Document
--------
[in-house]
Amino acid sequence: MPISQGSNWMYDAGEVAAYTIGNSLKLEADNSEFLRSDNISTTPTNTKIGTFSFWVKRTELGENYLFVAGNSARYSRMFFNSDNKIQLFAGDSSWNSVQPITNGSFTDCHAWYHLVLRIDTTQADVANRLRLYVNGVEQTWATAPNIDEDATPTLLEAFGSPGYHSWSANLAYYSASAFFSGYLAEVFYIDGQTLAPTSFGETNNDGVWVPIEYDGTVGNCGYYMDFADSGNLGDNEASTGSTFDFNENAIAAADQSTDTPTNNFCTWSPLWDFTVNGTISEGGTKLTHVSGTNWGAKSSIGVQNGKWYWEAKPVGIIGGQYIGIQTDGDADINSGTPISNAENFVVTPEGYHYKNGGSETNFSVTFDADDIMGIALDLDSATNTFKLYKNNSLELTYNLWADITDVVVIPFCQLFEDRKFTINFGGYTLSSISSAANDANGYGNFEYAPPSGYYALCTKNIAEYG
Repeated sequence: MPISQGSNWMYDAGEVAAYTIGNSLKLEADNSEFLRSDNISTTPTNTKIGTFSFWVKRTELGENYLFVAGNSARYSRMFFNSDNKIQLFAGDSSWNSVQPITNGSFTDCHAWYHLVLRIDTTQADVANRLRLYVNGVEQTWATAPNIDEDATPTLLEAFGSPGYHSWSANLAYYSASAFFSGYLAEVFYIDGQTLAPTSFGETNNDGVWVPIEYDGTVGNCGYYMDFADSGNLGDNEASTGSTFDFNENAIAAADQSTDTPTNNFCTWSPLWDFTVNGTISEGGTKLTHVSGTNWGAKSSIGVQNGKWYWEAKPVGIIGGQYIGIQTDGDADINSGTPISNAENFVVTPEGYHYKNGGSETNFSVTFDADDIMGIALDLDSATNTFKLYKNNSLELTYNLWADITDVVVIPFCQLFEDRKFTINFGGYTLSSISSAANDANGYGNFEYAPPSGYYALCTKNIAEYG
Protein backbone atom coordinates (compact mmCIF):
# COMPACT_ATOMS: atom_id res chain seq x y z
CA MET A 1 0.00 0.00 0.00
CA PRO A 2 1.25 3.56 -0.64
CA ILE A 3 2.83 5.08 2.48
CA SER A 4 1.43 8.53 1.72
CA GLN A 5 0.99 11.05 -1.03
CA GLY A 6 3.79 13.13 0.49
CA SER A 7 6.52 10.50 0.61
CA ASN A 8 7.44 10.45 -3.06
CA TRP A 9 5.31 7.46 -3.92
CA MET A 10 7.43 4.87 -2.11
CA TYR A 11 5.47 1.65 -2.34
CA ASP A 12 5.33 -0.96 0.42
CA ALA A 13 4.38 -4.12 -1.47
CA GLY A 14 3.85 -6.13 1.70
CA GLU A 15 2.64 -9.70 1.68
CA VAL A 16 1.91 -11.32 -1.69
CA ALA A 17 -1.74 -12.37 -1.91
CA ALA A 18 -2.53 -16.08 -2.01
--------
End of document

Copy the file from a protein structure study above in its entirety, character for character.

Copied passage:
[in-house]
Amino acid sequence: MPISQGSNWMYDAGEVAAYTIGNSLKLEADNSEFLRSDNISTTPTNTKIGTFSFWVKRTELGENYLFVAGNSARYSRMFFNSDNKIQLFAGDSSWNSVQPITNGSFTDCHAWYHLVLRIDTTQADVANRLRLYVNGVEQTWATAPNIDEDATPTLLEAFGSPGYHSWSANLAYYSASAFFSGYLAEVFYIDGQTLAPTSFGETNNDGVWVPIEYDGTVGNCGYYMDFADSGNLGDNEASTGSTFDFNENAIAAADQSTDTPTNNFCTWSPLWDFTVNGTISEGGTKLTHVSGTNWGAKSSIGVQNGKWYWEAKPVGIIGGQYIGIQTDGDADINSGTPISNAENFVVTPEGYHYKNGGSETNFSVTFDADDIMGIALDLDSATNTFKLYKNNSLELTYNLWADITDVVVIPFCQLFEDRKFTINFGGYTLSSISSAANDANGYGNFEYAPPSGYYALCTKNIAEYG
Repeated sequence: MPISQGSNWMYDAGEVAAYTIGNSLKLEADNSEFLRSDNISTTPTNTKIGTFSFWVKRTELGENYLFVAGNSARYSRMFFNSDNKIQLFAGDSSWNSVQPITNGSFTDCHAWYHLVLRIDTTQADVANRLRLYVNGVEQTWATAPNIDEDATPTLLEAFGSPGYHSWSANLAYYSASAFFSGYLAEVFYIDGQTLAPTSFGETNNDGVWVPIEYDGTVGNCGYYMDFADSGNLGDNEASTGSTFDFNENAIAAADQSTDTPTNNFCTWSPLWDFTVNGTISEGGTKLTHVSGTNWGAKSSIGVQNGKWYWEAKPVGIIGGQYIGIQTDGDADINSGTPISNAENFVVTPEGYHYKNGGSETNFSVTFDADDIMGIALDLDSATNTFKLYKNNSLELTYNLWADITDVVVIPFCQLFEDRKFTINFGGYTLSSISSAANDANGYGNFEYAPPSGYYALCTKNIAEYG
Protein backbone atom coordinates (compact mmCIF):
# COMPACT_ATOMS: atom_id res chain seq x y z
CA MET A 1 0.00 0.00 0.00
CA PRO A 2 1.25 3.56 -0.64
CA ILE A 3 2.83 5.08 2.48
CA SER A 4 1.43 8.53 1.72
CA GLN A 5 0.99 11.05 -1.03
CA GLY A 6 3.79 13.13 0.49
CA SER A 7 6.52 10.50 0.61
CA ASN A 8 7.44 10.45 -3.06
CA TRP A 9 5.31 7.46 -3.92
CA MET A 10 7.43 4.87 -2.11
CA TYR A 11 5.47 1.65 -2.34
CA ASP A 12 5.33 -0.96 0.42
CA ALA A 13 4.38 -4.12 -1.47
CA GLY A 14 3.85 -6.13 1.70
CA GLU A 15 2.64 -9.70 1.68
CA VAL A 16 1.91 -11.32 -1.69
CA ALA A 17 -1.74 -12.37 -1.91
CA ALA A 18 -2.53 -16.08 -2.01